So I have the flu. I always thought I bore up well under unfortunate circumstances, but I am taking this like a man. (You know - whining, sniffling, begging for service, and bed-ridden...) Apparently I am contagious, so Mark has relegated me to the bedroom. Any time I venture out he covers his face and shoos the boys away. Heartwarming.
In between the aches, pains, difficulty swallowing, and general malaise I decided to watch some more of the classic movie The 10 Commandments starring Charleton Heston. I am in a "watch the classics" kick, and I have really enjoyed this movie. Along the way I have gleaned a few nuggets of wisdom I thought I would share with you.
(Keep in mind, I'm feverish.)
1. You just really shouldn't speak against God. Pretty obvious, right? Every time Pharaoh mocked God, I shivered inside, but deep down I think we have all become a bit desensitized to blasphemy. It happens all the time these days. We live in an age where there are little or no consequences for our actions and certainly no assumed consequences for our words or deeds beyond this life. This movie is a great reminder that God will not be mocked, and He responds to empty words with a mighty hand.
2. One thing never changes throughout history - how much mothers love their children. I know, I know - it sounds hokey, but sometimes I get caught up in this arrogant idea that my generation has "arrived" when it comes to loving our children. But carpools, packed schedules, and antibacterial hand soap don't communicate love any more than tucking a sweet baby in a basket to save his life.
3. Yul Brenner is hot. Doesn't matter if you are watching The 10 Commandments or The King and I - that man is hot. H-O-T. Timelessly hot.
4. Women should really, really not manipulate their men. Although I can't find it in the Bible (maybe it's in The Message version), there is a subplot in The 10 Commandments where Nefertiti is in love with Moses, but ends up marrying Pharaoh (played by Yul - see #3) when Moses' true heritage is discovered. While she still pines away for Moses, she uses her words to play on Pharaoh's fear and insecurities, and he ends up making terrible decisions based on those emotions. I'm not saying that we as women don't have good ideas. I'm just saying we probably shouldn't manipulate our men into walking out those good ideas.
5. We so quickly forget what God has done for us. That's why we have to praise Him so often. You know how many days it took the Israelites to start griping after they crossed the Red Sea? Three days! Once my self-righteousness passes, I humbly realize that I have seen God do the nearly-as-miraculous in my life, and yet I still find myself griping about my circumstances sometimes. I think this is why we are told over and over in the Word to praise God and to tell of His wonderful deeds. We have a terrible memory when it comes to what God has done, but we can recall immediately what we want Him to do in our prayer time. Ouch.
6. After Moses' encounter with the burning bush, he comes back with some pretty disheveled hair. I think there is even a line about it in the movie. So from now on when my hair looks bad, please assume I have had a major spiritual experience and not just a bad hair day.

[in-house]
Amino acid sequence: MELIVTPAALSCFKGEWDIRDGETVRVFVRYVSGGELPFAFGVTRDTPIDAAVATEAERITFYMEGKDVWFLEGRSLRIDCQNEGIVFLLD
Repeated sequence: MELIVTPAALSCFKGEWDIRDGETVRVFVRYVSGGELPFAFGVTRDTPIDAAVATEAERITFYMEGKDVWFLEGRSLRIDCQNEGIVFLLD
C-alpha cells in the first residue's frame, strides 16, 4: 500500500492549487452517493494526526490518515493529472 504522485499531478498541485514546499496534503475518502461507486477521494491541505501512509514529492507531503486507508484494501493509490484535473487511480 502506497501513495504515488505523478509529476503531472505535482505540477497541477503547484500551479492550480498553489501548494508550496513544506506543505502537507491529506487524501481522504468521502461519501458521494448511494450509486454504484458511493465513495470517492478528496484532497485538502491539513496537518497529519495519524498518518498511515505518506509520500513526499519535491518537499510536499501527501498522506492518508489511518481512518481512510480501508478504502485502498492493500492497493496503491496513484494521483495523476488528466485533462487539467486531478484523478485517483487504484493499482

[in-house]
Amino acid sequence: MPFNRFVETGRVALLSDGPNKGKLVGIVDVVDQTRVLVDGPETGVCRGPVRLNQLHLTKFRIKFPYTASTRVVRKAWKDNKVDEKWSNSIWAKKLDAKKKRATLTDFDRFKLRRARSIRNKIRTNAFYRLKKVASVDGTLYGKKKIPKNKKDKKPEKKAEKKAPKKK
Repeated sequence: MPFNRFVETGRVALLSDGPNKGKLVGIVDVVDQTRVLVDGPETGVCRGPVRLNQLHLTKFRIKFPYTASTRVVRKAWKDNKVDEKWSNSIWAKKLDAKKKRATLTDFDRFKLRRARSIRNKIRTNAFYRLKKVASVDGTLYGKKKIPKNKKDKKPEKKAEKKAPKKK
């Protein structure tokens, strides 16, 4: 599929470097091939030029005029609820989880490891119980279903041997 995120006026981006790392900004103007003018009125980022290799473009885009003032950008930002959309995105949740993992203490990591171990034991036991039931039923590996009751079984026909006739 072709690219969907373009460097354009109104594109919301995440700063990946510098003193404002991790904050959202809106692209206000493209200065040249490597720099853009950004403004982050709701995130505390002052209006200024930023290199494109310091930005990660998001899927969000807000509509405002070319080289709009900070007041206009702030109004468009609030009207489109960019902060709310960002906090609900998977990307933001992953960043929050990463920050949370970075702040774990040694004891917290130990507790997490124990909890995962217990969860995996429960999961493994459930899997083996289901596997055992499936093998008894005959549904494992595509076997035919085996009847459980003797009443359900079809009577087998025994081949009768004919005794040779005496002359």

7. Until we really trust God, we will always want to go back to what was familiar instead of believing God will lead us to what is best. Even after God had delivered them from the cruel hand of Egypt, the Israelites cry out to go back to what was familiar instead of believing God's promise to lead them to a better land. Can I tell you - that was the story of my life a decade ago. Instead of trusting God to lead me, I clung to what was familiar, even though it wasn't satisfying. While it wasn't 40 years in the desert, my twenties were spent learning the same lesson the Israelites finally learned - we shouldn't settle for what is familiar when God is ready to give us what is best.
8. Contrary to what I formerly believed, overacting didn't originate with Jim Carrey.
9. We need to sacrifice what God asks for, not just what we are willing to give up. In the infamous "golden calf" incident, there is a scene where a man throws an unwilling woman onto the statue as a sacrifice. God wanted to be their God, and for them to be His people. A woman at the foot of a golden calf isn't what He desired. It's not even close. How often I am willing to sacrifice what I won't miss without giving much thought to what God actually desires from me!
10. When we are wrong we need to run, not walk to what is right. One of my favorite scenes is right after Moses comes down from the mountain to find the people worshipping the golden calf. He commands those who are with God to stand at his side. Even though Aaron's own hands helped create the golden calf, he immediately hikes up his robe and sprints to stand by Moses in regret and sorrow. I have spent a tremendous amount of time standing in my sin, justifying my choice when I should have hiked up my robe and run to God in sorrow and regret.
I learned more than these 10 things from watching The Ten Commandments, and even greater lessons from reading the story in the Bible. I would love to blog some more about it (did I mention how attractive I find Yul Brenner? I mean he's no Mark, but he's got something going on...), but there is a Halls and a nap calling my name. Hopefully when the fever breaks and the Lysol clears, I can finish the movie.